Rescuing dissent: Inside the yearlong mission to bring prominent Putin critics to UC Berkeley
Russian social science professors Ilya Matveev and Ilya Budraitskis, renowned for their expertise on authoritarianism, fled their country after Russia invaded Ukraine. A faculty and staff coalition helped give them a safe harbor at UC Berkeley.
By Jason Pohl
In February 2022, Ilya Matveev knew his life was in jeopardy.
The prominent critic of Vladimir Putin had devoted his decade-plus academic life in Moscow and St. Petersburg to researching his country’s embrace of authoritarianism. He regularly lectured his students on the rise of oppressors in Russia and around the world.
There was always some risk to Matveev of being detained by Russian authorities for his criticisms of Putin. But it wasn’t until the run-up to Russia’s invasion of Ukraine that he and his friend and fellow activist Ilya Budraitskis learned how aggressively the government was cracking down on dissenting voices like theirs. Matveev’s department head at the Russian Presidential Academy of National Economy and Public Administration in St. Petersburg had received veiled threats. Meanwhile, the head of Budraitskis’ unit at the Moscow School of Social and Economic Sciences was jailed.
Matveev and Budraitskis worried that rumored border closures might trap them and other Russians in their homeland. Then they’d likely be detained indefinitely for their activism under increasingly harsh wartime censorship laws that made it illegal to voice support for Ukraine.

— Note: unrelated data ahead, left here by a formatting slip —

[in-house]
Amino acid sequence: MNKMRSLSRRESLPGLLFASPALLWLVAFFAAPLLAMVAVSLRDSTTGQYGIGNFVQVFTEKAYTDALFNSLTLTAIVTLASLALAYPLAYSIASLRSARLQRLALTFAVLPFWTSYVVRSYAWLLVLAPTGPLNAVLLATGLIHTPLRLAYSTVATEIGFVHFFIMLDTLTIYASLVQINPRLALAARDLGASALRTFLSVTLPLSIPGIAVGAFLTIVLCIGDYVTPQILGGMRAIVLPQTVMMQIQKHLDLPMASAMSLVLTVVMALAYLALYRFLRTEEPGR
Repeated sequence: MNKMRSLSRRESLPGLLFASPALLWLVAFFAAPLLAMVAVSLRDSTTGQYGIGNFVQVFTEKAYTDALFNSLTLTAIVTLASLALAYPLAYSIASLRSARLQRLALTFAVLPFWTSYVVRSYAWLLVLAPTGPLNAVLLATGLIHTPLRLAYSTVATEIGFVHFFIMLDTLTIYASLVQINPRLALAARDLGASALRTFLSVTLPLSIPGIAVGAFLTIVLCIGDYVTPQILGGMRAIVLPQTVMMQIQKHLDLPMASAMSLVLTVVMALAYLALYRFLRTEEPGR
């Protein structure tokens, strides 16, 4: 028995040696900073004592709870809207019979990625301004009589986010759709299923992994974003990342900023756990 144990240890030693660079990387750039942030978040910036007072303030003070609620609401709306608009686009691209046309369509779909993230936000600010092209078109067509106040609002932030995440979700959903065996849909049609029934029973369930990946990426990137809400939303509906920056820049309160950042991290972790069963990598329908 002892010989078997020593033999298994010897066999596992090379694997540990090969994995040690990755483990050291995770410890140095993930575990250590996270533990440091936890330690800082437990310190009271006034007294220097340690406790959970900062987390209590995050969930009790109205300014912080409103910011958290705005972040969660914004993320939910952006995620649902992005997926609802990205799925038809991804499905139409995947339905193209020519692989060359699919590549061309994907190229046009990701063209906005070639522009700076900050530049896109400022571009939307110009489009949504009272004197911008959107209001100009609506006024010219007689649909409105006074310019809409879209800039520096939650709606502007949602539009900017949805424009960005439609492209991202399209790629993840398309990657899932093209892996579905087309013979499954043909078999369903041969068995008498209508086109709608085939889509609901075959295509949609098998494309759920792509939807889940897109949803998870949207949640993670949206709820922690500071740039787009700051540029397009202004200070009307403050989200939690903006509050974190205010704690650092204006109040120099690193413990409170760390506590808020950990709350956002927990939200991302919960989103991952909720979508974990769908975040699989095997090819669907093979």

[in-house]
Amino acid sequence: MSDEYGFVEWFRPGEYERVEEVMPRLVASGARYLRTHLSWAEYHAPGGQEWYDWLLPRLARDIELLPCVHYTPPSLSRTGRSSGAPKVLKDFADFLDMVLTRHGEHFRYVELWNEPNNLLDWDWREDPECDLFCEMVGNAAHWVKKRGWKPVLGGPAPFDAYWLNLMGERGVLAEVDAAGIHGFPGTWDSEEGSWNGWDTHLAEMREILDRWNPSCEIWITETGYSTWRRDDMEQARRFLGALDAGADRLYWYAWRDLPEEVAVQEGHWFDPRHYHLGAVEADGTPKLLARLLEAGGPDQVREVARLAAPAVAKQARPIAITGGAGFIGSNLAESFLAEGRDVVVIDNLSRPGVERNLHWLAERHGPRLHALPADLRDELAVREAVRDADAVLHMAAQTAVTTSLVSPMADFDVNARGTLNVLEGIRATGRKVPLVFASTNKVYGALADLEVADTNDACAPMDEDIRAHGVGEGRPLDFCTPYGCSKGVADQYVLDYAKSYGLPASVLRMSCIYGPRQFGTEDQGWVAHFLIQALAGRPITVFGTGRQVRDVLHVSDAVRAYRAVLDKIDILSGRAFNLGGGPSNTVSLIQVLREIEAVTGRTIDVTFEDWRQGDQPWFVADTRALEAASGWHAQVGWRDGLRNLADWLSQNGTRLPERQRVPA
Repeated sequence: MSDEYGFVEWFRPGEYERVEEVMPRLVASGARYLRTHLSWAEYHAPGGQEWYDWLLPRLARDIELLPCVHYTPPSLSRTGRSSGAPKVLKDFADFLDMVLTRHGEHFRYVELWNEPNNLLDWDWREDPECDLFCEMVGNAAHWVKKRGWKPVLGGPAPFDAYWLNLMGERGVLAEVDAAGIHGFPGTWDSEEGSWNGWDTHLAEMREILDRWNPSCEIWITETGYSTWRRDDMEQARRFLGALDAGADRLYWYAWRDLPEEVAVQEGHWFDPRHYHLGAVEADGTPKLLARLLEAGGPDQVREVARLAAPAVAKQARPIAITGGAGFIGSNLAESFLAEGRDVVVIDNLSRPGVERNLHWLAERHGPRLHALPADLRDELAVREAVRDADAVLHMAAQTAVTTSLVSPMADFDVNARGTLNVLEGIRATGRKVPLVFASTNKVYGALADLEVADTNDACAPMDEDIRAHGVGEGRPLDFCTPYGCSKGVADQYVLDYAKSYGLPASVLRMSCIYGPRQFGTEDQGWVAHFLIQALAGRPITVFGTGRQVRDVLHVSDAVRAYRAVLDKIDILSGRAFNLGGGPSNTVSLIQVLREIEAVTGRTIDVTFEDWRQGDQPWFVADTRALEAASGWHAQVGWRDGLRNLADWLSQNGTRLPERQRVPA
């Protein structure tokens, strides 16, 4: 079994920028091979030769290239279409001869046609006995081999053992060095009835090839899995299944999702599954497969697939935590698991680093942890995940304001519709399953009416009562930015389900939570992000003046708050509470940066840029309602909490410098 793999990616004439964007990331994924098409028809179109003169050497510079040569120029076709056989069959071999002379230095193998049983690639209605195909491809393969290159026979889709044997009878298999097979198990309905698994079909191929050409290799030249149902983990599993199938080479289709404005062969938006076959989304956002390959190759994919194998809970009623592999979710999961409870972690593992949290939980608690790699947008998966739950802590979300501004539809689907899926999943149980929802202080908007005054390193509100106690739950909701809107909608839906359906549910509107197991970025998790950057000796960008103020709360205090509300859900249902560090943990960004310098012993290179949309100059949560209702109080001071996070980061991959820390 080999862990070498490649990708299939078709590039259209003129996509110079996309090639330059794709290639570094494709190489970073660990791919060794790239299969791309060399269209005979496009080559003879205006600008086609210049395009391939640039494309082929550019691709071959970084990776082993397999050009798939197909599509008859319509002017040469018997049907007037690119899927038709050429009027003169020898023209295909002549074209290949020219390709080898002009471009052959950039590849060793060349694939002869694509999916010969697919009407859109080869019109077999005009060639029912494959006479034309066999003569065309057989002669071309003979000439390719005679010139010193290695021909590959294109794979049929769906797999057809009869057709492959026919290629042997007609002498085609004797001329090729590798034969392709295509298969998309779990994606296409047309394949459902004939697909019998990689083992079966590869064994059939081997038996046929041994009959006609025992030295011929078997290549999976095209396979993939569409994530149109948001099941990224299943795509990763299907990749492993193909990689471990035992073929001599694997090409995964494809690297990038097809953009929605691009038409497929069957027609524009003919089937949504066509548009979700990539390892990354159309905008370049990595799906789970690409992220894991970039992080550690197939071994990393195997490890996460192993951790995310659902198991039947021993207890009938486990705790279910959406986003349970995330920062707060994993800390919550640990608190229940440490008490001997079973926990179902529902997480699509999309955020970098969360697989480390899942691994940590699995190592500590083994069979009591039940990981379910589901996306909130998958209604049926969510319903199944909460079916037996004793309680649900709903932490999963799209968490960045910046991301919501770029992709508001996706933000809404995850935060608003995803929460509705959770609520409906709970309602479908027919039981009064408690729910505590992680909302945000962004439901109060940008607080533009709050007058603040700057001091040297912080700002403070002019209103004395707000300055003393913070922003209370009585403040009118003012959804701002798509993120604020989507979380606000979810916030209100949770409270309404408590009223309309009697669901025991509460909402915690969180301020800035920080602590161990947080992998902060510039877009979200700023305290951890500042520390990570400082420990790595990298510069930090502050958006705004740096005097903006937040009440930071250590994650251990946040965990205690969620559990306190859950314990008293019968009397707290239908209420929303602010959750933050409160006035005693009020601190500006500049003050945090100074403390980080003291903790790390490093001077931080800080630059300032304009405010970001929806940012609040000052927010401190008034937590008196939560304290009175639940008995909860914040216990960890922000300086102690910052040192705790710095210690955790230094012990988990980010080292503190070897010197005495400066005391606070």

So the scholars did what millions of Ukrainians and hundreds of thousands of Russians have done since the war began last year: They fled.
As the world watched Russia’s assault unfold, airlines canceled flights over the country’s airspace. The scholars’ available destinations dwindled. Budraitskis and his wife rushed to board a flight on one of the remaining routes out of Moscow — a plane to Istanbul. He had friends there, and the Turkish capital also had a fast-growing Russian diaspora. He could wait there in relative safety for Matveev to arrive.
What neither of them knew was that their ultimate destination would be UC Berkeley, more than 6,000 miles away. Soon, dozens of faculty members and staff there would commit countless hours to creating a refuge on campus for the Russian social scientists. Ultimately, after a year in Istanbul, they arrived here last spring as visiting scholars.
Matveev finds empowerment in protest
Matveev, born in 1988, has had a front-row seat to a country in flux. His mother was a teacher and his father an engineer working for Western construction companies that gradually entered the Russian market. From their small apartment in Moscow, the family was part of a new middle class, he said. They were comfortable, mostly. But they also had to endure the financial crisis in the late 1990s, when inflation and poverty in Russia soared.
Putin’s initial years in office during the early 2000s coincided with a rise in oil prices and, as a result, more profit for Russia and a somewhat stabilized economy. It’s a fact Putin used to his advantage to “solidify passivity” among Russian citizens, Matveev said. He remembers residents being told to go about their daily business. The government would handle the rest.